By Marco Grimaldo
Rev. Martin Luther King, Jr. often wrote and spoke about his vision of a Beloved Community, which emphasizes connectedness and care for one another over individuality. King's view was that by nature, humans are social and consequently we need one another. He once said “We are tied together in the single garment of destiny, caught in an inescapable network of mutuality.” I couldn’t agree more.
Lately, I find myself yearning for King’s Beloved Community more deeply than ever. I have been both saddened and angered by the news of violence and hatred at the Sikh temple in Wisconsin, the mosque in Joplin, Missouri, and the recent shootings in Washington, D.C. and New York City. I want to find a way to respond to what I perceive as an increasing separation from my sisters and brothers, and a declining emphasis on community and interconnectedness.
Still, I think there is hope. Just look at how we rally to support one another in difficult times. After the shooting in Wisconsin, people of faith in Richmond joined the Sikh community for a candlelight vigil on the grounds of the Capitol and that Sunday I attended prayers at the Richmond Gurdwara. I was seated between Imam Ammar on one side and a leader from the church of Jesus Christ of Latter Day Saints on the other. Later in the week I prayed with Muslims in Richmond and Dulles as they celebrated Ramadan and came together for an interfaith Iftar meal. I don’t mean to suggest that these gatherings in any way balance the pain and anger resulting from tragedy. Rather I think they offer a way of dealing with tragedy and helping to build a stronger community for the future.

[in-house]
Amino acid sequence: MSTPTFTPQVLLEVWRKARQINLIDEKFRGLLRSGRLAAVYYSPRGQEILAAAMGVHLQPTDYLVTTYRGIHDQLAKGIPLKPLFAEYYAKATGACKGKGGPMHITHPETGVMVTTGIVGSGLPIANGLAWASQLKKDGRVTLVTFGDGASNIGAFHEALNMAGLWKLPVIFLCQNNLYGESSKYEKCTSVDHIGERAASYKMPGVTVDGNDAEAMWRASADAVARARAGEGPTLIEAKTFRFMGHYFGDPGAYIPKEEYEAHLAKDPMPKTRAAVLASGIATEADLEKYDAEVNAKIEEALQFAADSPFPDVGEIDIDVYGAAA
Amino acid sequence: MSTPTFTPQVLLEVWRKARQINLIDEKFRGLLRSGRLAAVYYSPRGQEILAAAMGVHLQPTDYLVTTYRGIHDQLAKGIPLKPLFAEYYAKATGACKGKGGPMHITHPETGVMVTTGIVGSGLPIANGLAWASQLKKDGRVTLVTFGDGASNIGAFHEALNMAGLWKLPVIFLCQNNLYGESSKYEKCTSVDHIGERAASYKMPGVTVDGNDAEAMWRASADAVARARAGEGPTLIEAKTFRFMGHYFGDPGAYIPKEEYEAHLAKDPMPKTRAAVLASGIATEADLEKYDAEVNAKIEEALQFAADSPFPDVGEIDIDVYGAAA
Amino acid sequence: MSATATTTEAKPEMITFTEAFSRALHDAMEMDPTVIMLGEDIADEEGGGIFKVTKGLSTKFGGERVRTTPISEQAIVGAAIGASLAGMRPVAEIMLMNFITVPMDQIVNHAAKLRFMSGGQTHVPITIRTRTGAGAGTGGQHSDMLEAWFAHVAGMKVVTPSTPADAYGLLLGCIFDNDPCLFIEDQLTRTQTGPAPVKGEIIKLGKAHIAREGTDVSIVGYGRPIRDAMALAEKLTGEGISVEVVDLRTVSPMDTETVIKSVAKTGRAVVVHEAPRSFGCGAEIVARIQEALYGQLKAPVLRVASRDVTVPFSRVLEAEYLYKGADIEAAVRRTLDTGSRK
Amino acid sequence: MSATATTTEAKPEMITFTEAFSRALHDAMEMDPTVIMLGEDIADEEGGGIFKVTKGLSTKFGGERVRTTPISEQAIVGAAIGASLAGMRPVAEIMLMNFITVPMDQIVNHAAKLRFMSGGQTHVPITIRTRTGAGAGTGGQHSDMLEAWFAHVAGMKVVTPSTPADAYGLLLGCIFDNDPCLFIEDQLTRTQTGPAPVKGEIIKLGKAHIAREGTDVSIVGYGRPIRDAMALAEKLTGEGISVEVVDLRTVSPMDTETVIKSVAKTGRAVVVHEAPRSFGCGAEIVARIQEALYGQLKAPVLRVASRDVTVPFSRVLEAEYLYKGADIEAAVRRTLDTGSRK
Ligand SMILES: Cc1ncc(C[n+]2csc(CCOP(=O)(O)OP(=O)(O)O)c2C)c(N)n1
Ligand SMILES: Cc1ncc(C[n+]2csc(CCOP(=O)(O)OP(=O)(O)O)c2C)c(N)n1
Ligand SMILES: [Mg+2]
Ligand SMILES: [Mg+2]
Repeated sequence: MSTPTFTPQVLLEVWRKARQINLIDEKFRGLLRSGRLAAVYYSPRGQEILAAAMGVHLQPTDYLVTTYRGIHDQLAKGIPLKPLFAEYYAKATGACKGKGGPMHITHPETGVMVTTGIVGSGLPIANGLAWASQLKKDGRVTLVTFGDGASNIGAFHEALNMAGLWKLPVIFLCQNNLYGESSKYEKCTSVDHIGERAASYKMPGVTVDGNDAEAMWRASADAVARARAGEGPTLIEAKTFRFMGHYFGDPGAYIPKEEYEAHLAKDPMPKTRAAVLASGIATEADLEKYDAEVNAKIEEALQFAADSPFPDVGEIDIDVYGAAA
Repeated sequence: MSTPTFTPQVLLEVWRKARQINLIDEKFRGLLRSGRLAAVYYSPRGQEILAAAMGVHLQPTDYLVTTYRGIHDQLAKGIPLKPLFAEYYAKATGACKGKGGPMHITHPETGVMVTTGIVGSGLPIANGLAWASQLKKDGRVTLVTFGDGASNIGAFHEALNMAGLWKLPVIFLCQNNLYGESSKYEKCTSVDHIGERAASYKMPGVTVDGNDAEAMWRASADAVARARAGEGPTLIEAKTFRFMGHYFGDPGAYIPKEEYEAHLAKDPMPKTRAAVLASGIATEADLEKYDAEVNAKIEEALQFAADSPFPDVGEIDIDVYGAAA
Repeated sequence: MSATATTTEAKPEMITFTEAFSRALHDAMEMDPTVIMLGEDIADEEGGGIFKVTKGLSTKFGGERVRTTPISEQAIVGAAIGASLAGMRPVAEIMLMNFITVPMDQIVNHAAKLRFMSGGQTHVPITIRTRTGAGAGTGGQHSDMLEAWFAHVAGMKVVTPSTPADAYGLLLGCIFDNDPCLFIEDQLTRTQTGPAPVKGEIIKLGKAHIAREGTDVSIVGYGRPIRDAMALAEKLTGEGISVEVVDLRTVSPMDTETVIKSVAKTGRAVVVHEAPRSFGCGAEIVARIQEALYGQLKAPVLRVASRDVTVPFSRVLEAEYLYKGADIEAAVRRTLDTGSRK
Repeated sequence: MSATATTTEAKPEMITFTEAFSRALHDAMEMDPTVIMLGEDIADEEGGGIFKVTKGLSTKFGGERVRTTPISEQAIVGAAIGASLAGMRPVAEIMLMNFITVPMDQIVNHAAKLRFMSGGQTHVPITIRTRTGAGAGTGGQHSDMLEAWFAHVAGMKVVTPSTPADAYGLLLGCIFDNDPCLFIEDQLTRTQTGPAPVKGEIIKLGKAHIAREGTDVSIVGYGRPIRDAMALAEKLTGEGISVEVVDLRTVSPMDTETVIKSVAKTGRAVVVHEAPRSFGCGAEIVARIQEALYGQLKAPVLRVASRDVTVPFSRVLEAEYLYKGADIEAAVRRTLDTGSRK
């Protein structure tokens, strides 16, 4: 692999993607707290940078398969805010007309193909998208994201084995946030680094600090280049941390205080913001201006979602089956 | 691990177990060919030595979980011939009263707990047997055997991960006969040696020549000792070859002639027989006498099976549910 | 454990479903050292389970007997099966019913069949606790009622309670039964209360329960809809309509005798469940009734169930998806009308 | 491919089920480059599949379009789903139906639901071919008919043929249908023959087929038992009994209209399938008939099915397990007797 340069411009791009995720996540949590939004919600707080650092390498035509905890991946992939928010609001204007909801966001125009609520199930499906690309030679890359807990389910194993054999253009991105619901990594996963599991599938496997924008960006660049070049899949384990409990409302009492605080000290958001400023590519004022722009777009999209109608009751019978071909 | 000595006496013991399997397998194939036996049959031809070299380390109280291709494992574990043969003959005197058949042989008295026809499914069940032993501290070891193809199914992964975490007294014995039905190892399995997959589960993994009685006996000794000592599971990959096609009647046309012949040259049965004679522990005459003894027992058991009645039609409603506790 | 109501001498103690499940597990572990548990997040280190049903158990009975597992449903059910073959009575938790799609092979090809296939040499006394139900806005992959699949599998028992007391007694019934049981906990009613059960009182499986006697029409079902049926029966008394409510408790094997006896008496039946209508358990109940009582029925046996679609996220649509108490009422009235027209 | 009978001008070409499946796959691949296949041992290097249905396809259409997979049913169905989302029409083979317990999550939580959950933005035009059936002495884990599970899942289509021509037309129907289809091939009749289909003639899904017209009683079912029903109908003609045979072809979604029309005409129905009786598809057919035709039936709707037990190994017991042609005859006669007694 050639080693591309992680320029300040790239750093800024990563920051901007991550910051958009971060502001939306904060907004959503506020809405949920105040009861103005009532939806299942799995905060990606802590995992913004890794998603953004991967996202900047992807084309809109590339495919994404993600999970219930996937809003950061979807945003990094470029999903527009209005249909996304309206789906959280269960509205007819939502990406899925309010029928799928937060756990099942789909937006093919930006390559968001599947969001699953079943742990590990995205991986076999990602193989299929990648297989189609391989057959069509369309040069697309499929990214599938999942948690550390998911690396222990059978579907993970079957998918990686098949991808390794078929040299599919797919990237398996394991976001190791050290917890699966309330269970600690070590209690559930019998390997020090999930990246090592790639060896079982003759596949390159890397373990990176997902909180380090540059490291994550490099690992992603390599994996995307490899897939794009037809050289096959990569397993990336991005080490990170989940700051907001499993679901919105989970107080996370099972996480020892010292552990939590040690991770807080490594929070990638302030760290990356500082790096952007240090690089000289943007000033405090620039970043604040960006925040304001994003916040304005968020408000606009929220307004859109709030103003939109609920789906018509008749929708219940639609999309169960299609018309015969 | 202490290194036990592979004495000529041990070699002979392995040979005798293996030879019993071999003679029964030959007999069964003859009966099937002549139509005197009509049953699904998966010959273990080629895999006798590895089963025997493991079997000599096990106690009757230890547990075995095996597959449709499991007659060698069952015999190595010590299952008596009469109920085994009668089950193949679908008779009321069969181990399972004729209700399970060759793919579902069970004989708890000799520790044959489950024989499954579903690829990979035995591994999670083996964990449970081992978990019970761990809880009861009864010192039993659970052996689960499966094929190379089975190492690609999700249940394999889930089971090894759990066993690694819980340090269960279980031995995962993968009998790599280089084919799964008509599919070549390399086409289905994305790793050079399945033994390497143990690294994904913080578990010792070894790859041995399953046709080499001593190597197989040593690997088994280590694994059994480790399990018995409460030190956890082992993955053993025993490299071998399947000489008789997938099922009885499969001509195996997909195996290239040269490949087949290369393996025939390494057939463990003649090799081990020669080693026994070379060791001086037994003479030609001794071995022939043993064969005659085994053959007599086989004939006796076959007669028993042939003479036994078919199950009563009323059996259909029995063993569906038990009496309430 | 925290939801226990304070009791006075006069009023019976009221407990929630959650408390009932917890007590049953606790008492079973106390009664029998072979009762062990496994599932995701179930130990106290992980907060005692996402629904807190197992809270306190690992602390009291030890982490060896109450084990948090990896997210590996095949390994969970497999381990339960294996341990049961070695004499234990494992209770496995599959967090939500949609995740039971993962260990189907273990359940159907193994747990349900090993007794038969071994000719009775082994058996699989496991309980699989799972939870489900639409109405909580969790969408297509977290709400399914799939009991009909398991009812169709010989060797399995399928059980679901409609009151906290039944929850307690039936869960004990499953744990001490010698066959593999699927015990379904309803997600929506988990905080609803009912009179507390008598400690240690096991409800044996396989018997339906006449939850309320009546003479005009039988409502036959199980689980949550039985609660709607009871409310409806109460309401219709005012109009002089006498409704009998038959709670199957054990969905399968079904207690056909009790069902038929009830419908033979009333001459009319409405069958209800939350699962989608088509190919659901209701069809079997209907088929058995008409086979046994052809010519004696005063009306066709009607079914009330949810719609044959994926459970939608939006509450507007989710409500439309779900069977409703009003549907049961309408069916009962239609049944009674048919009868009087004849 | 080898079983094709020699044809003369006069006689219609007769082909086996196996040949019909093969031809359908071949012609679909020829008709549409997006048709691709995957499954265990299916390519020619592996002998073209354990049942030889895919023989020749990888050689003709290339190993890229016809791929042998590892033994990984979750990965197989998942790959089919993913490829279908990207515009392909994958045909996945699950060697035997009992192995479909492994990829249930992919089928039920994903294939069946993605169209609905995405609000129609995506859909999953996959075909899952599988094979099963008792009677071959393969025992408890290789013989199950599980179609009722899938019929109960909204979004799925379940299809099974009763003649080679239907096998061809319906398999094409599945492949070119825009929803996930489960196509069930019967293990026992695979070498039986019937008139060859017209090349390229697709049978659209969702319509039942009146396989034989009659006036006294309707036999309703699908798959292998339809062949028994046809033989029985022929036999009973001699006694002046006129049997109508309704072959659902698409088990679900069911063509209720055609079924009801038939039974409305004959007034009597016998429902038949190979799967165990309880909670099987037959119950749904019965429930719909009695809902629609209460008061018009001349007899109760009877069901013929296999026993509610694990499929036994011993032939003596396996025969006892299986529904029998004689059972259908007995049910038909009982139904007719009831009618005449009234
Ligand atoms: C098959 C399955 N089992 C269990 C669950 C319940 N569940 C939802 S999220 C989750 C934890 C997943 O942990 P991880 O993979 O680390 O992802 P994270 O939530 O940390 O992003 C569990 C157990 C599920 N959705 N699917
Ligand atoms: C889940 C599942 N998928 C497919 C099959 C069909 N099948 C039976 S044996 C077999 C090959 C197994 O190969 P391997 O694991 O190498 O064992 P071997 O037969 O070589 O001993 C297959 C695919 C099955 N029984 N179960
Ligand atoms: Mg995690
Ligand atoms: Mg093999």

It is worth noting that King’s vision of community is offered in the context of a struggle for social and economic justice. I believe that building community is, in part, about working for the common good and strengthening our capacity to respond to challenges as a society. What do you believe? How are you connected to the struggle for social justice and community?
The vision of the Virginia Interfaith Center for Public Policy is a world where people of all faiths cooperate to create compassionate communities that are just, peaceful, equitable and sustainable. And together we work to bring about social justice for all by advocating for systemic change. Every time you speak up for the poor or call your delegate to protect the rights of your neighbor, you help build the Beloved Community, and this, more than anything, gives me hope.